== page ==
A new study should make the case for renewables easier. Switching from fossil fuels to renewables for electricity has prevented as many as 12,700 premature deaths between 2007 and 2015, the analysis published in Nature Energy shows.
The study also estimates that the lower emissions from wind and solar saved tens of billions of dollars by improving air quality and public health.
There has been a dramatic boom in wind and solar deployment in the U.S. last decade. The combined capacity of utility wind, utility solar and distributed photovoltaic (PV) power sources increased from around 10 GW in 2007 to about 100 GW in 2015.
Previous studies have calculated the benefits of these renewable sources either on a regional scale or across the national scale over a short time period. Researchers at the Lawrence Berkeley National Laboratory wanted to quantify the benefits of wind and solar across the country over a decade.
They started by determining the amount of residential or distributed solar power, utility-scale solar and utility-scale wind power that has been deployed at locations across the continental U.S.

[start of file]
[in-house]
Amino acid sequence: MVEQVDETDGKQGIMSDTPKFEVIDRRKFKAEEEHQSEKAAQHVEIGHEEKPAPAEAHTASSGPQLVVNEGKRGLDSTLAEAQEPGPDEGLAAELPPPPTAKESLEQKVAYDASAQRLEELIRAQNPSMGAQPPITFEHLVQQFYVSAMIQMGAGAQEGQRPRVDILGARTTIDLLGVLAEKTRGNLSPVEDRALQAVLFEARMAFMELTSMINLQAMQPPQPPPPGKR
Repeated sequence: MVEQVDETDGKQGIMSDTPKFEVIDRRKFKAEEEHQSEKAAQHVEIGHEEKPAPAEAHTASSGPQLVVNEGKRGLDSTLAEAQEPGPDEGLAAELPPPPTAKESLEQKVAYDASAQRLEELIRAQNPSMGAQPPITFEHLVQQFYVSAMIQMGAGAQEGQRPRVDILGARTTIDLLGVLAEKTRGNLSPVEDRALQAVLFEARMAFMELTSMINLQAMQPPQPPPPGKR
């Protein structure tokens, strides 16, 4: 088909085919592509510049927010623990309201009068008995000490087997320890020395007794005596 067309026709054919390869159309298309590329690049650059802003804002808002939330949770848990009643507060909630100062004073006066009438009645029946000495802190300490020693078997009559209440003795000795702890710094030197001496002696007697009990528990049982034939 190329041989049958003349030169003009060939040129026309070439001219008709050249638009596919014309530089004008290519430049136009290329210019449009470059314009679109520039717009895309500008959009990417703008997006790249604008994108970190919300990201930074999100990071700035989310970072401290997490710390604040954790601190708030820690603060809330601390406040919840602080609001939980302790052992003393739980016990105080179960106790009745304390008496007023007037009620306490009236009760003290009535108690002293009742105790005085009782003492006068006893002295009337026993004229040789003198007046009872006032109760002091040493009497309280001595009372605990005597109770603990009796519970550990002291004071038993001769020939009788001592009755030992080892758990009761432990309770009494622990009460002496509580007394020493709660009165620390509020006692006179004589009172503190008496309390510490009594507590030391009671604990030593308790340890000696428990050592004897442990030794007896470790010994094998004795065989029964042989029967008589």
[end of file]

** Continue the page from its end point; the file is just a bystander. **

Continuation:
They used a statistical model to estimate the major air pollutant emissions that were saved because of solar and wind generation. They found that carbon dioxide fell by 20 percent, sulfur dioxide by 72 percent, nitrogen oxides by 50 percent, and particulate matter by 46 percent. The dramatic reduction in sulfur dioxide—from 9 million tonnes in 2007 to 2.5 million in 2015—was partly because coal power plants were fitted with new control technologies to meet air-quality standards.
Wind power played an outsized role in cutting emissions, the researchers found, because it expanded in the Upper Midwest and mid-Atlantic regions that rely primarily on coal power, which has more emissions than natural gas plants.
The team also calculated the monetary upside of cutting carbon emissions. This social cost of carbon comes from include changes to agricultural productivity, energy use, losses from disasters such as floods, human health and general ecosystem services.
The avoided emissions from wind and solar saved US$29.7–112.8 billion, mostly from avoiding the deaths of 3,000 to 12,700 people, the researchers found. “Direct wind and solar deployment to those regions of the country that offer the greatest benefits (at the least cost) would offer additional gain,” the write.
Source: The climate and air-quality benefits of wind and solar power in the United States. Nature Energy. 2017.
Photo: Global Panorama, Flickr Creative Commons